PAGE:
These two main arguments are the foundation of this film, they get the ideas across the
filmmakers wanted to show while also portraying a story of sympathy for Solomon with a
storybook happy ending.
The most important argument seen in this film is the irony of the pure German. This
Aryan race was supposed to be superior to all others and be the perfect human being, Jews were
considered lice to this race. The Jews were the most hated of the other races to the Nazis, but yet
this boy convinces these people he is German. When he is take to the school the Germans called
him the perfect Aryan. This is very much in contrast to the belief of Jews as lice, this pokes
holes in the largest Nazi ideology. This is the most shocking evidence for all human beings
being the same, this movie portrays Jews as victims, but also shows an important argument
against supremacy of any race.
The filmmakers made this film for a popular audience, there is no hidden agenda or
anything hiding inside of the film to make the viewer think a certain way. The feeling of
loneliness in living a lie for Solomon is felt by all the viewers, so the point of this film is to show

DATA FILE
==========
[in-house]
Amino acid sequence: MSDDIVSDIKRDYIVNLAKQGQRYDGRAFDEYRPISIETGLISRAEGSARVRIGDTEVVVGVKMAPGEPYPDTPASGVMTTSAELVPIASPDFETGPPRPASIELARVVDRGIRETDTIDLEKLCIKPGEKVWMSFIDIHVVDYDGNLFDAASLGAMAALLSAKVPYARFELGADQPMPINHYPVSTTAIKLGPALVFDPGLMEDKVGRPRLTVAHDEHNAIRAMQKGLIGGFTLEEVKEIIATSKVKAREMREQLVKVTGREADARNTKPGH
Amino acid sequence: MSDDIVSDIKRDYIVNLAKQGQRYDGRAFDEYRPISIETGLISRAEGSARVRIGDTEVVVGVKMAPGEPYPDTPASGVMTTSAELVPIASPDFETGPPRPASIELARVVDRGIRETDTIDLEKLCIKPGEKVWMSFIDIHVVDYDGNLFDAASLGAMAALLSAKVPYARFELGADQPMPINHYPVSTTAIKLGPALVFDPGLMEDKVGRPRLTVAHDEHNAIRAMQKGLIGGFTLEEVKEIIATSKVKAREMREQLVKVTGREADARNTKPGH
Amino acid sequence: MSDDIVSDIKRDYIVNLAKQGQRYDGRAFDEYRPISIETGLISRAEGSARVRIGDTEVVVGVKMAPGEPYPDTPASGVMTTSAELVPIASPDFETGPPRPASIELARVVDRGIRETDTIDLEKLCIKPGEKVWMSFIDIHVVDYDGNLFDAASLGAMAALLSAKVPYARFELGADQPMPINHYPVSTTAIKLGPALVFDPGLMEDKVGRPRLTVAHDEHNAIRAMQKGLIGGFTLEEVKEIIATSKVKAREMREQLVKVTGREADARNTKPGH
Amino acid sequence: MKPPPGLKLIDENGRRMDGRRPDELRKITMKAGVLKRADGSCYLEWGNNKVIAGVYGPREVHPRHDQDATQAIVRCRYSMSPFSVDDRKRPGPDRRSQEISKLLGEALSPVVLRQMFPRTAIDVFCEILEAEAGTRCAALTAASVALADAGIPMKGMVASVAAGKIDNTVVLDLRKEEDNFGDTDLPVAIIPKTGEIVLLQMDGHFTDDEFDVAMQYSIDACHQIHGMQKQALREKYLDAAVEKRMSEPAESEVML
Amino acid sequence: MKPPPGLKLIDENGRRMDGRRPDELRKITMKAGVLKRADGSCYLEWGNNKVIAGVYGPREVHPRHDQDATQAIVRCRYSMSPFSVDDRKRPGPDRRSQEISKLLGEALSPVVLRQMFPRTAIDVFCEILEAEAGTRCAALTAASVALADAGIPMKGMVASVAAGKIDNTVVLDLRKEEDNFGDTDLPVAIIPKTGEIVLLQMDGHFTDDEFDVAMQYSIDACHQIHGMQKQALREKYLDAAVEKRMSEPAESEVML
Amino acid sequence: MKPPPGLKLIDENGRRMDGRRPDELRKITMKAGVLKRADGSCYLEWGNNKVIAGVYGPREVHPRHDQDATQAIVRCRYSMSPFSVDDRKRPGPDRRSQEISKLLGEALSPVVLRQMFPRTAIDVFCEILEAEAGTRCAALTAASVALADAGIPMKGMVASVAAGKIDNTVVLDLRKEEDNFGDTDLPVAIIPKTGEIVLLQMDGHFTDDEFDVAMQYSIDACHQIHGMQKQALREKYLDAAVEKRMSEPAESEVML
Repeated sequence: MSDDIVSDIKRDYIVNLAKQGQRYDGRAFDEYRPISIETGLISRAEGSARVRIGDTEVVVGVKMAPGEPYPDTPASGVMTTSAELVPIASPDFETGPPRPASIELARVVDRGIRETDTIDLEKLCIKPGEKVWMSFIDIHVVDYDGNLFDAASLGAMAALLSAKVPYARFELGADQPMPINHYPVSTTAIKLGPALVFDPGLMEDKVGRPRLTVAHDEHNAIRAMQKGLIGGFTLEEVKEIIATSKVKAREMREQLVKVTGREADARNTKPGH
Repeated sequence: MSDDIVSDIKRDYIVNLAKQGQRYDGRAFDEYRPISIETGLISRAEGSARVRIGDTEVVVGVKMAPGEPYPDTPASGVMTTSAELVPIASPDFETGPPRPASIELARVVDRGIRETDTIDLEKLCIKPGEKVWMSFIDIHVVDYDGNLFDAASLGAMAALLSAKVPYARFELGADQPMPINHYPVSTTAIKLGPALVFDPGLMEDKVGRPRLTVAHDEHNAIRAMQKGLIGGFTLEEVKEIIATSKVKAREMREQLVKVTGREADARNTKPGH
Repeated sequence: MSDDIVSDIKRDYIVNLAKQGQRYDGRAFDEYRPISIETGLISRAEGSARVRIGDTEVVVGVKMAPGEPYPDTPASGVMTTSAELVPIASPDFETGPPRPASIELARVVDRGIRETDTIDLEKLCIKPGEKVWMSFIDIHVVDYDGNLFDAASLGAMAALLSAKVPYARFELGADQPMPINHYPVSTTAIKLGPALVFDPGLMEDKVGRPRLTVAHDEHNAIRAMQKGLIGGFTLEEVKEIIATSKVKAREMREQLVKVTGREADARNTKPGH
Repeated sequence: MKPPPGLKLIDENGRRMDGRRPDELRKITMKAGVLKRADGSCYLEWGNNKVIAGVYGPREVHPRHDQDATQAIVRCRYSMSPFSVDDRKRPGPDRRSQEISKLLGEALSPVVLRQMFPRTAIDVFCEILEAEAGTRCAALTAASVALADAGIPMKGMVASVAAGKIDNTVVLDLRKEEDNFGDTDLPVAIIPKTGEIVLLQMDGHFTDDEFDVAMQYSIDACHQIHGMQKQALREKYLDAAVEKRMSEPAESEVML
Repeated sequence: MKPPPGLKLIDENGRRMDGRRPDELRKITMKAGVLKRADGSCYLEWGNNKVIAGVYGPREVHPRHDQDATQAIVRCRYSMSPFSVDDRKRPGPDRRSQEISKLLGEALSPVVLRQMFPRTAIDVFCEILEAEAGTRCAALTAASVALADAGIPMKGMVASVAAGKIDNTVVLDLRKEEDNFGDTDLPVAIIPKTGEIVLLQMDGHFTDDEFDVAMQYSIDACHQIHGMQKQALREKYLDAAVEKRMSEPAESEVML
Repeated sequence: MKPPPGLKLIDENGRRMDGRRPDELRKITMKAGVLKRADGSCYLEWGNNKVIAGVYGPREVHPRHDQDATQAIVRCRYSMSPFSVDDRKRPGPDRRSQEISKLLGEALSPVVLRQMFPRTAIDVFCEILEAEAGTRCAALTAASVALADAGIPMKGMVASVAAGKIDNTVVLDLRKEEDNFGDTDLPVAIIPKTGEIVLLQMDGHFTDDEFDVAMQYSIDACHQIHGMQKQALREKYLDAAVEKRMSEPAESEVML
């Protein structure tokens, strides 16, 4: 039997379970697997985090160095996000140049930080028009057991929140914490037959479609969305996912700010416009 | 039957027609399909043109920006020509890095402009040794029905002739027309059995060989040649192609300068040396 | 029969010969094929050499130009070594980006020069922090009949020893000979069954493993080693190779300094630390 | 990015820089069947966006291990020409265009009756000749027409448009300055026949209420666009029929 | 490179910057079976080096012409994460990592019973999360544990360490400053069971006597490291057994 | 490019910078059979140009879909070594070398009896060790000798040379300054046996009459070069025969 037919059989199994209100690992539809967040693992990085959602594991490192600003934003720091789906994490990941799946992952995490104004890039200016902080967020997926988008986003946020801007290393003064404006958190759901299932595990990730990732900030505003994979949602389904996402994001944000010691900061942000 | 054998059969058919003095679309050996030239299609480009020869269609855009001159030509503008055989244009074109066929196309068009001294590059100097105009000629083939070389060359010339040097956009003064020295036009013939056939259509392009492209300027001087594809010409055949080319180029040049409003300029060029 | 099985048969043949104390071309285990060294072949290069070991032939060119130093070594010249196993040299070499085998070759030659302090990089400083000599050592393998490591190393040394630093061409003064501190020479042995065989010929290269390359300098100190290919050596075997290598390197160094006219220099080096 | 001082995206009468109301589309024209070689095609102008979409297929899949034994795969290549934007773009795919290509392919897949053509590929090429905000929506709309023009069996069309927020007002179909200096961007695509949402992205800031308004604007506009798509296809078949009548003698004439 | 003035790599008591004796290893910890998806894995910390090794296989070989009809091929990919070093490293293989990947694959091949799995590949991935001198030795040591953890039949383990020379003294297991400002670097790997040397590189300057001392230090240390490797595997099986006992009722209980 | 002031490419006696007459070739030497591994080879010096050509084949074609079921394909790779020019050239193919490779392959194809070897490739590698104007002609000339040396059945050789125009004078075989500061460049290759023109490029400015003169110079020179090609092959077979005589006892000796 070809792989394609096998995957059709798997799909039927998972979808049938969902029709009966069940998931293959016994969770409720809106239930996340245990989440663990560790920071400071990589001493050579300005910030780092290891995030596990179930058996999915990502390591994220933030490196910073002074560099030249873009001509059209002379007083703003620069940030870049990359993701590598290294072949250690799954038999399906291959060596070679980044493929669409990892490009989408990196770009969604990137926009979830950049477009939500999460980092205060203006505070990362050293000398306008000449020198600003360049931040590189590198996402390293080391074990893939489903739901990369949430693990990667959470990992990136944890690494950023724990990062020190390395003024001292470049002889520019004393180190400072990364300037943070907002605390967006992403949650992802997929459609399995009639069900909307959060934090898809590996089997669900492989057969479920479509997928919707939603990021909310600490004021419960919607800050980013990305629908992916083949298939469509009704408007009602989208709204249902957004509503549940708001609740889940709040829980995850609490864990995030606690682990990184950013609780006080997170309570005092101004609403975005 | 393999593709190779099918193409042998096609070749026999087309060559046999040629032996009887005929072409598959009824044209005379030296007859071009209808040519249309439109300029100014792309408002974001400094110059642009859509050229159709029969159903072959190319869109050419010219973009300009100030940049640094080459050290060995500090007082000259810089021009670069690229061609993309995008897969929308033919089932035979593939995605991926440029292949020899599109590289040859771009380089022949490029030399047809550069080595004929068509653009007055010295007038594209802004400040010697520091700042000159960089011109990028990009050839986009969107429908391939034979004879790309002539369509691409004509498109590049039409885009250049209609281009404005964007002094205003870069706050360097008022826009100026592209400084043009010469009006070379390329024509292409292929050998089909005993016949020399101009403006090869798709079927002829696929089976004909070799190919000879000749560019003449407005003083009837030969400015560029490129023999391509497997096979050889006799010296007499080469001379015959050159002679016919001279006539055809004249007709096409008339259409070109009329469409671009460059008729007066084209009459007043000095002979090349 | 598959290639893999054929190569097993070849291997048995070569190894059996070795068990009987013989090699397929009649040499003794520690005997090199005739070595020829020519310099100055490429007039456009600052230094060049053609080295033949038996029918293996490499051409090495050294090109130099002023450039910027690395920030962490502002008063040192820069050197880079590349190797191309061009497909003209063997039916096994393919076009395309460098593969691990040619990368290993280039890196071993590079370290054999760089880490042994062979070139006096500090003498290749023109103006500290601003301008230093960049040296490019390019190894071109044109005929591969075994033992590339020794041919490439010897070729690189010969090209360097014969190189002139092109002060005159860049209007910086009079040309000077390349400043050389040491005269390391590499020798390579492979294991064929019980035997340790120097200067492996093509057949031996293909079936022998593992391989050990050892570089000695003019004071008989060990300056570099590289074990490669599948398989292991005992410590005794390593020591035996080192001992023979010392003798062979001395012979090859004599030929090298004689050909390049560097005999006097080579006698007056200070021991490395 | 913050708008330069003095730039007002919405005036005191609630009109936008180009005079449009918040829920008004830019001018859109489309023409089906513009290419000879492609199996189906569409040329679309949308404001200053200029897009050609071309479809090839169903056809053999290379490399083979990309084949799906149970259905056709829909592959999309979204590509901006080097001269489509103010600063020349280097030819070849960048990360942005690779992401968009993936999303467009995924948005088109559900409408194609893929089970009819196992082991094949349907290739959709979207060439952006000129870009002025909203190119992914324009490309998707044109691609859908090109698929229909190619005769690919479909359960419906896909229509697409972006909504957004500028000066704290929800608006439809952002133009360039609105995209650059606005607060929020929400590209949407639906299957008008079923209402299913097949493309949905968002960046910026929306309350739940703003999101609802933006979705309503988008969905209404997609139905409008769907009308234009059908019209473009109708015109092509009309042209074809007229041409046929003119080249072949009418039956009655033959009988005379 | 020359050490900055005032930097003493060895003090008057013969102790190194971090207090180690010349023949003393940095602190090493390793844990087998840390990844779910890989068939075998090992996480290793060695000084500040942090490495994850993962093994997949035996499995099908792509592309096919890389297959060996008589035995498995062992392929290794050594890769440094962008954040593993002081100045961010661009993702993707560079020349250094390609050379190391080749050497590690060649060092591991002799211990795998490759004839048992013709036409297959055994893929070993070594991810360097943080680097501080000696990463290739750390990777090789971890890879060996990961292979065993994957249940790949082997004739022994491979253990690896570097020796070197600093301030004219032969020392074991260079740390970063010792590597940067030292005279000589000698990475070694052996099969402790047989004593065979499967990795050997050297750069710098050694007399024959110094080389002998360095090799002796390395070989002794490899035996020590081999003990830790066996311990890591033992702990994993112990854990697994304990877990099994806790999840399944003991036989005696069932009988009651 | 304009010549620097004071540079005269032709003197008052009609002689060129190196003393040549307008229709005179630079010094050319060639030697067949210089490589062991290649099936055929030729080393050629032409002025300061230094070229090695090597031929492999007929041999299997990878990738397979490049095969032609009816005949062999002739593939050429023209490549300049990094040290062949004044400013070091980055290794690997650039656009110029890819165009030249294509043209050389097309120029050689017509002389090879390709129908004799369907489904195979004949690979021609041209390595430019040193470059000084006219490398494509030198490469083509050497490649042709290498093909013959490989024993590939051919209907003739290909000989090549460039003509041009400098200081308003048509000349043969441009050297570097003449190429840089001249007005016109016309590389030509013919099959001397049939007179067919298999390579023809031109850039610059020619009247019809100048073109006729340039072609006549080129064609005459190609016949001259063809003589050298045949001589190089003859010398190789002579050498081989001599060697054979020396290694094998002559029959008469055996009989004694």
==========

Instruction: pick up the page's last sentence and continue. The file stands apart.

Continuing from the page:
the point of view from a Jew. A political agenda is not seen anywhere in this movie, except
maybe that anti-Semitism leads to racist ideals that lead to violence between races. The film
supports these ideals by making this into a real story; a story of hardships and love. This film is
very dramatic throughout and this reason shows it was made to entertain while also educating
about the life of Jews during this period. The evidence is seen when love separates his family
because his parents sent Solomon and his brothers to safety, then hardships of growing up in a
Soviet orphanage and being attacked by Germans, then love again when Solomon finds a
German girl named Leni at the Hitler Youth School. Although the theme is the brutal Jewish life
in Europe, the storyline makes this film entertainment for everyone.
A film review written by Susan Linville is very interesting because she sees this film,
along with others, as a comedy that ruins the movies credit. Susan write about how the movie